In a male dominated society, the women of Afghanistan face many pressures and limits that are taught and ingrained in them at a very young age. Women and girls are seen as less than men and boys. They are viewed as being weak and unimportant. They are often pulled out of school and shunned to the house during their middle school years. Society sees no reason to educate girls when the whole point of girls is to serve as wives to their husbands and mothers to sons. They are taught that their entire worth depends on how happy they make their husband. As depicted by Jenny Norberg in The Underground Girls of Kabul, Afghanistan is a horrible place to be a woman. The pressure to birth sons, uphold a perfect reputation, and the economic disadvantages women face often force them to become men to have basic human respect and survival.
Since the beginning of time, women have had to fight rigorously for basic human rights. In the western stratosphere, those human rights were achieved in the early 20th century, but in a lot of eastern countries the battle for the women is just beginning, or worse hasn't even started. Women in Afghanistan have been subject to heinous circumstances, even though their religion, Islam "demanded that men and women be equal before God,"(Qazi). Khaled Hosseini's The Kite Runner offers a very insightful view of the governing politics of Afghanistan pre-Taliban regime and during the Taliban regime, and the differing situation of women in both those eras. Based on the book and outside research, it is evident that the situation of women in
Aseem Malik Eng 104 March 29, 2016 He Named Me Malala Women’s education is the most strategic investment as it yields remarkable developmental benefits for every economy across the world. The word female is developed from the word male and every male is born out of a female. But, it is ironic that these same males discourage females to exercise their rights, especially the rights to education and freedom. For example, many South-East and Middle-East Asian countries like Pakistan, Bangladesh, Afghanistan, Nepal, Saudi Arabia, India and many more do not encourage women to step out of their houses and seek education. The same situation prevails in various Sub-Saharan African countries as well. The societies of these countries are extremely orthodox,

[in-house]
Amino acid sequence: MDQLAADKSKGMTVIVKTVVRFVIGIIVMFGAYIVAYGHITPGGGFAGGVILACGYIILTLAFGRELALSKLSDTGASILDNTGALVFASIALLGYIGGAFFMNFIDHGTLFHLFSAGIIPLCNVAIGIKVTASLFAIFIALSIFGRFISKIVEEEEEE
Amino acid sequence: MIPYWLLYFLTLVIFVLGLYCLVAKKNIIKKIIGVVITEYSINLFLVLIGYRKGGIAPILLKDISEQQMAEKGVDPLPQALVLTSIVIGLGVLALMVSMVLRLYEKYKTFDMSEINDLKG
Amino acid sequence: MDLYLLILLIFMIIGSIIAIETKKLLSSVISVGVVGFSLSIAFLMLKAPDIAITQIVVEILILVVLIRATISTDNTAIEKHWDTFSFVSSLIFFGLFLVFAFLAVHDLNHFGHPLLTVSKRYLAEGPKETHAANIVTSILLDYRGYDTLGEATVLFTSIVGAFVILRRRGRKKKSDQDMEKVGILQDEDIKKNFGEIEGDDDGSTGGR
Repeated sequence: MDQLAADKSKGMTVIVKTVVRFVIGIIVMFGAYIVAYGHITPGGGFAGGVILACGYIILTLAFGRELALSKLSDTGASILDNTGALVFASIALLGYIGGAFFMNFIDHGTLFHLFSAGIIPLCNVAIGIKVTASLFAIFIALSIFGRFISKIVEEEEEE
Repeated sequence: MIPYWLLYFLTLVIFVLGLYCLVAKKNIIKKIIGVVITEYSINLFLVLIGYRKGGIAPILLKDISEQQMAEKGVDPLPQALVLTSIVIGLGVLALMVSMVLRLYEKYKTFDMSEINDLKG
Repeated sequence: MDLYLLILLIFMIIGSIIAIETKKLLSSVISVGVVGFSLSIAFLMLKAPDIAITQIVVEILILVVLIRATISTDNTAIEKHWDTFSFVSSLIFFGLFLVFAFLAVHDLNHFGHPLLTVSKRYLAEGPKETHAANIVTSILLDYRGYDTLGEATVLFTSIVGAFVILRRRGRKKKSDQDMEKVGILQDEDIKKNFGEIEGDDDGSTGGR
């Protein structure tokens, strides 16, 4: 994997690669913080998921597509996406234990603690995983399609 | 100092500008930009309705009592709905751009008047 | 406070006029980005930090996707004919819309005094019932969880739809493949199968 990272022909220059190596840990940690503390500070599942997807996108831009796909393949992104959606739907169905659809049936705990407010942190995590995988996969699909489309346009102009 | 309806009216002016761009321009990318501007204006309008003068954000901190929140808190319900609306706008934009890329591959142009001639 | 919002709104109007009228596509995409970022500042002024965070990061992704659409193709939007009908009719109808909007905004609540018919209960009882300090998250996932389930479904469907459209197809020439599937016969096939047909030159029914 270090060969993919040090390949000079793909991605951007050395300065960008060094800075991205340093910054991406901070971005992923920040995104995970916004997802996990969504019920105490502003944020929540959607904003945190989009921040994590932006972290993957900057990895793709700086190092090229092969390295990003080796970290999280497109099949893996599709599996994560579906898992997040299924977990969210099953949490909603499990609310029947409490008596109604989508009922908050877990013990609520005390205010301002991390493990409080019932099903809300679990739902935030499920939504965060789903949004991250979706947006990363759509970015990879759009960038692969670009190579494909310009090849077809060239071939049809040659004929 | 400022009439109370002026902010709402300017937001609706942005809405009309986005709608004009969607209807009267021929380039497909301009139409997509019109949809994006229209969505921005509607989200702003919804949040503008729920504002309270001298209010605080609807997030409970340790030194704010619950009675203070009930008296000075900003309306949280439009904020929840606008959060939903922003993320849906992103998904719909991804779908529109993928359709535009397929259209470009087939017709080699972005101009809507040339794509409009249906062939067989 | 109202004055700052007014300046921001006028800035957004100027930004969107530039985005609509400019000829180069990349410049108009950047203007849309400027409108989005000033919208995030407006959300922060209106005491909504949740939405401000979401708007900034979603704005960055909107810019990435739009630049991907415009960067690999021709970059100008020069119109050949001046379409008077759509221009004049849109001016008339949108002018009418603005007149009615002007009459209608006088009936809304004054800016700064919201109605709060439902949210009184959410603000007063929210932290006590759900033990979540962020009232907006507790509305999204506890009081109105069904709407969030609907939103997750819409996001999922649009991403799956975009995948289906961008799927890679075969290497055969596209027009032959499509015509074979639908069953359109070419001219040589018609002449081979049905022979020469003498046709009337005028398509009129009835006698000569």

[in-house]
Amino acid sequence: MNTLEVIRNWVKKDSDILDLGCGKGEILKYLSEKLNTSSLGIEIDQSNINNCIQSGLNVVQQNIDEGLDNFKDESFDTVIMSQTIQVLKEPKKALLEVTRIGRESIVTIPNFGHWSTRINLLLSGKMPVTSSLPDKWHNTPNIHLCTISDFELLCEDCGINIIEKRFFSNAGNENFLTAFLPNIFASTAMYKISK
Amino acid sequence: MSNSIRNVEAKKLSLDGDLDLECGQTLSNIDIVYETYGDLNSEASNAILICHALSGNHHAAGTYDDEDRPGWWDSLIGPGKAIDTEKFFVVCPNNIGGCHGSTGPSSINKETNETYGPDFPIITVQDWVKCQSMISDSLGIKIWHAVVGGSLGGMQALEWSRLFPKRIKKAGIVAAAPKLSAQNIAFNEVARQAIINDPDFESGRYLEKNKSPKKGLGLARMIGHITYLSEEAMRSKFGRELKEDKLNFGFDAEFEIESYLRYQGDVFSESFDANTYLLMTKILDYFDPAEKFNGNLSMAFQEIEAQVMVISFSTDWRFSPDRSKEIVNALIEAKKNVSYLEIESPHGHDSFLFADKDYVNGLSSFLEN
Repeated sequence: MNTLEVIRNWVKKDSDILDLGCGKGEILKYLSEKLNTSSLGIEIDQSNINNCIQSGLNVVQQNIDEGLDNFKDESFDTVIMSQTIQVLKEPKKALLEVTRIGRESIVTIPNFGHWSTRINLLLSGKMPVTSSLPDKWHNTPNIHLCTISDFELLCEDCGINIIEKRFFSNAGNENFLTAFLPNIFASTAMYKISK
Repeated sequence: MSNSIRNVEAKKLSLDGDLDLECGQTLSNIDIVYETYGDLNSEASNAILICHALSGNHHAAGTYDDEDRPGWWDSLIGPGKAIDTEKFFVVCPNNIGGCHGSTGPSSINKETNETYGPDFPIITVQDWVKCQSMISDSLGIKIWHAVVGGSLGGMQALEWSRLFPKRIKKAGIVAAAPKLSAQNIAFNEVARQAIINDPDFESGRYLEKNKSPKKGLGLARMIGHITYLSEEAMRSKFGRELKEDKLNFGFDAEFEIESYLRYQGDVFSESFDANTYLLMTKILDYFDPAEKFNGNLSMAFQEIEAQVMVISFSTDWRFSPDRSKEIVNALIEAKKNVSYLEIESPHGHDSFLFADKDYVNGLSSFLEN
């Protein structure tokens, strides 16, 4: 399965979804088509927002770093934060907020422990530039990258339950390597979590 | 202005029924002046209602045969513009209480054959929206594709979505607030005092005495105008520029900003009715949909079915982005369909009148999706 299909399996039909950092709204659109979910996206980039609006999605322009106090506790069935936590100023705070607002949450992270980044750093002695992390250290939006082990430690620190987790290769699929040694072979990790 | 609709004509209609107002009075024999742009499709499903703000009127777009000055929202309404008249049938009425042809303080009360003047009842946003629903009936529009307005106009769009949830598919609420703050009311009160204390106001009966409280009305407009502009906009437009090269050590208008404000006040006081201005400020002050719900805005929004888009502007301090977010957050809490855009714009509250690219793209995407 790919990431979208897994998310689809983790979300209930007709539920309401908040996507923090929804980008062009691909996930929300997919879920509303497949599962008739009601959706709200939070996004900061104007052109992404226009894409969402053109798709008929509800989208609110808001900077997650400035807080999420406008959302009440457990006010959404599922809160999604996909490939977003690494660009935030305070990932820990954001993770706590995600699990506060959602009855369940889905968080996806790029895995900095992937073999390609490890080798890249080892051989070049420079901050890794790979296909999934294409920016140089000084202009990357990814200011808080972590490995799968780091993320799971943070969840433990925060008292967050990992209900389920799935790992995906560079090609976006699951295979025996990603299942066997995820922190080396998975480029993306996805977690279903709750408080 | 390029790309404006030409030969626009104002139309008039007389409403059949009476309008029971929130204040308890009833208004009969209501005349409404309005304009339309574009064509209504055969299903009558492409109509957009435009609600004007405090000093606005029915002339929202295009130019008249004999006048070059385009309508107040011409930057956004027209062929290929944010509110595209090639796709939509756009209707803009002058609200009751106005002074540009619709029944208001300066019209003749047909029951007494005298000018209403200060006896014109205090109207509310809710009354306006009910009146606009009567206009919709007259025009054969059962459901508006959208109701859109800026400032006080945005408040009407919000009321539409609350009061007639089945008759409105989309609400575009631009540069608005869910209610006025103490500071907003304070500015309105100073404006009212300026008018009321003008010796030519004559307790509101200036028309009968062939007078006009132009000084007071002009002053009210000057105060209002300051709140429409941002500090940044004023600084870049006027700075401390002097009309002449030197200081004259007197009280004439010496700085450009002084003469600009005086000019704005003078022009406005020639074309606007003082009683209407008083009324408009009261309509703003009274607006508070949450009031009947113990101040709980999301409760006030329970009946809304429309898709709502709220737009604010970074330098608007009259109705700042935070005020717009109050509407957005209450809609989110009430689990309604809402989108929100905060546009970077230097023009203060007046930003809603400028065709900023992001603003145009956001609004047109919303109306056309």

Women in Afghanistan Brief Outline of Afghanistan History: 1910’s-1920’s : Reform movements in Afghanistan 1933-1973 : Some reform, country remains fairly static 1978-1992 : Democratic Republic of Afghanistan 1979-1989 : Soviet Intervention 1992-1996: Islamist Mujanidin 1996-2001 : Taliban 2001-Present : U.S. Occupation, new government The reason I chose to study Islamic Feminism and Afghanistan, is that for many people, these words do not belong in the same sentence. Afghanistan has come to be recognized as a country that follows strict and fundamentalist Islam, hindering the lives of women and even damaging their lives. Since I entered high school, Afghanistan has been known to me and my generation as a country
MUSLIM CULTURE Muslim culture generally reflects the traditions and customs of Muslims that they adopt for a perfect and respectable life in the society according to the lessons of Quran. Muslim culture is a giant combination of diverse cultures, That’s because Muslims live in various countries all over the world. Most of the practices are common faiths and guidance for all Muslims no matter what country or even content they reside in.. These basic faiths and belives are based on the teachings of Islam. The Muslim culture is a subject of debate for many people who lives in different parts of the world and belong to diverse communities. Muslim culture represents the unification of brotherhood where all Muslims are bound to